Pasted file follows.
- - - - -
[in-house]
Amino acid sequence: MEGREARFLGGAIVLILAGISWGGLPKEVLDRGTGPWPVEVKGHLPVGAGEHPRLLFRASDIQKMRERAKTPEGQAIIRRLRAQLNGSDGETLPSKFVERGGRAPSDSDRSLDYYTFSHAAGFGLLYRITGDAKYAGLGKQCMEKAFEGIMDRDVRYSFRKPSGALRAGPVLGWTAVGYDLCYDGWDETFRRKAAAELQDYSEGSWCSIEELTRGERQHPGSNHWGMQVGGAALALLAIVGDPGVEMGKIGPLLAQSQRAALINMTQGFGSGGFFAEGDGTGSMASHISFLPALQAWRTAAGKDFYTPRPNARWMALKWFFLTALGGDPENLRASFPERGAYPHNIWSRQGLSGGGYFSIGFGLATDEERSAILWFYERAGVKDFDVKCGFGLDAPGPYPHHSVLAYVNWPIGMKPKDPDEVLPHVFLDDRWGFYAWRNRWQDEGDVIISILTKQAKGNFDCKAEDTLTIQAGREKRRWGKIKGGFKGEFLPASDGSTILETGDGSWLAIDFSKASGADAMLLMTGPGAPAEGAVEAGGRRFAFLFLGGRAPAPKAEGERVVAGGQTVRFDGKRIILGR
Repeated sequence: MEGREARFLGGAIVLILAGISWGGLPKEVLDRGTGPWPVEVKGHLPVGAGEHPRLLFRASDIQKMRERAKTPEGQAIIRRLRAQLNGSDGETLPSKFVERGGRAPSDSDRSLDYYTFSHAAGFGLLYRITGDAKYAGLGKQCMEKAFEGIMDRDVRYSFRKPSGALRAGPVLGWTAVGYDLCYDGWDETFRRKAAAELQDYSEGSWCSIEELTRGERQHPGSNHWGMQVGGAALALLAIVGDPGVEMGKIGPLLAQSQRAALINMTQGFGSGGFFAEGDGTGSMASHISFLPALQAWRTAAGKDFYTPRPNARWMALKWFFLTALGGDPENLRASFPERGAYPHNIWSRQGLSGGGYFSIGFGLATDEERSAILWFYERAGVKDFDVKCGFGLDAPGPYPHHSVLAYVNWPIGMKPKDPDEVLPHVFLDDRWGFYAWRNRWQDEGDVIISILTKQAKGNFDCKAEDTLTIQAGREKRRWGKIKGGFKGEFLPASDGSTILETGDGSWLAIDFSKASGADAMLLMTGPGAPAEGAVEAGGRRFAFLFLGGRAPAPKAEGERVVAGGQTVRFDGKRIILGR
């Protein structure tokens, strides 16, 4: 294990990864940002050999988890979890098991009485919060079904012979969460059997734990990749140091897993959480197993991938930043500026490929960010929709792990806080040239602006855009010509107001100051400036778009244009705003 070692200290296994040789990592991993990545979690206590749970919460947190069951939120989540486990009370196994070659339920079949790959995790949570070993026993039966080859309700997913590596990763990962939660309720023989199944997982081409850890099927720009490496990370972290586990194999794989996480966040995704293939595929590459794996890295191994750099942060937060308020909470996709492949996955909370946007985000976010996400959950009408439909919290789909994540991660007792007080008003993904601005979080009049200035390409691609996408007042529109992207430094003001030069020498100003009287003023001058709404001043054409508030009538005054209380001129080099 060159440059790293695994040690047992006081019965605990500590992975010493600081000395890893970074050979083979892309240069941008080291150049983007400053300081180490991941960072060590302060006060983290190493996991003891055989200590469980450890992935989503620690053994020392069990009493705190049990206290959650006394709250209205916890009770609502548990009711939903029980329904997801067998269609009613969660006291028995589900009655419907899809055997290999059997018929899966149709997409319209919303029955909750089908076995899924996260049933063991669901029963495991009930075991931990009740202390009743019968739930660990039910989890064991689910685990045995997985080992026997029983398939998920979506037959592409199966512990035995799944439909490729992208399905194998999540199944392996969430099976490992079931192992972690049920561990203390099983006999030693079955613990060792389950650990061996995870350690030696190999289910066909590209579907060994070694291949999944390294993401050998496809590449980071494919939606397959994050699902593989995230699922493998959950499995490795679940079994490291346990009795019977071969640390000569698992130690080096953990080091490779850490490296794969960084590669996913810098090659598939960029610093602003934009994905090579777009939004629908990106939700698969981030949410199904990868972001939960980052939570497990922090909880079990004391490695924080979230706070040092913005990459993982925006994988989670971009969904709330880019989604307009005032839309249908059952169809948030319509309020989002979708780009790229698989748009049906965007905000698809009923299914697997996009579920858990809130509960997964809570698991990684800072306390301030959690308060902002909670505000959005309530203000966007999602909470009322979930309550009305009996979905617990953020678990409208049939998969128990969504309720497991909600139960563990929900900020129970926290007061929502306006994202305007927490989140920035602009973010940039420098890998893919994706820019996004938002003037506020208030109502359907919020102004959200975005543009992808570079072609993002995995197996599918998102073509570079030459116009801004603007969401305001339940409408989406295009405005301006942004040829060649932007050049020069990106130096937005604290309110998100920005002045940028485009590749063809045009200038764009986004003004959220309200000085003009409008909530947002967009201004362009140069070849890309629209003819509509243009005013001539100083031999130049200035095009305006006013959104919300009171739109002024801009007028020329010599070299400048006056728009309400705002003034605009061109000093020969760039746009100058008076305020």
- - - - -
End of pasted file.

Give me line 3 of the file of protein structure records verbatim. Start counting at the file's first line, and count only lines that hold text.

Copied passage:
Repeated sequence: MEGREARFLGGAIVLILAGISWGGLPKEVLDRGTGPWPVEVKGHLPVGAGEHPRLLFRASDIQKMRERAKTPEGQAIIRRLRAQLNGSDGETLPSKFVERGGRAPSDSDRSLDYYTFSHAAGFGLLYRITGDAKYAGLGKQCMEKAFEGIMDRDVRYSFRKPSGALRAGPVLGWTAVGYDLCYDGWDETFRRKAAAELQDYSEGSWCSIEELTRGERQHPGSNHWGMQVGGAALALLAIVGDPGVEMGKIGPLLAQSQRAALINMTQGFGSGGFFAEGDGTGSMASHISFLPALQAWRTAAGKDFYTPRPNARWMALKWFFLTALGGDPENLRASFPERGAYPHNIWSRQGLSGGGYFSIGFGLATDEERSAILWFYERAGVKDFDVKCGFGLDAPGPYPHHSVLAYVNWPIGMKPKDPDEVLPHVFLDDRWGFYAWRNRWQDEGDVIISILTKQAKGNFDCKAEDTLTIQAGREKRRWGKIKGGFKGEFLPASDGSTILETGDGSWLAIDFSKASGADAMLLMTGPGAPAEGAVEAGGRRFAFLFLGGRAPAPKAEGERVVAGGQTVRFDGKRIILGR